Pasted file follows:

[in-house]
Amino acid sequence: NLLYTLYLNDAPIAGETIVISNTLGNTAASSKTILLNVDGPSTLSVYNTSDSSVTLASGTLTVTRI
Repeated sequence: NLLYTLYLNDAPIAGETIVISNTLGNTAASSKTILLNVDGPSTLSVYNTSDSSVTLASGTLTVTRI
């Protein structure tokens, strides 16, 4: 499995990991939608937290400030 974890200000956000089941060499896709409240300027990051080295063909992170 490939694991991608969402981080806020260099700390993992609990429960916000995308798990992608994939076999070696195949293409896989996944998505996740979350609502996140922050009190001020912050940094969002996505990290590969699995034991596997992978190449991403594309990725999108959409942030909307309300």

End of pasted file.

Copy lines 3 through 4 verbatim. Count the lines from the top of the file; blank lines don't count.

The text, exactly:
Repeated sequence: NLLYTLYLNDAPIAGETIVISNTLGNTAASSKTILLNVDGPSTLSVYNTSDSSVTLASGTLTVTRI
């Protein structure tokens, strides 16, 4: 499995990991939608937290400030 974890200000956000089941060499896709409240300027990051080295063909992170 490939694991991608969402981080806020260099700390993992609990429960916000995308798990992608994939076999070696195949293409896989996944998505996740979350609502996140922050009190001020912050940094969002996505990290590969699995034991596997992978190449991403594309990725999108959409942030909307309300």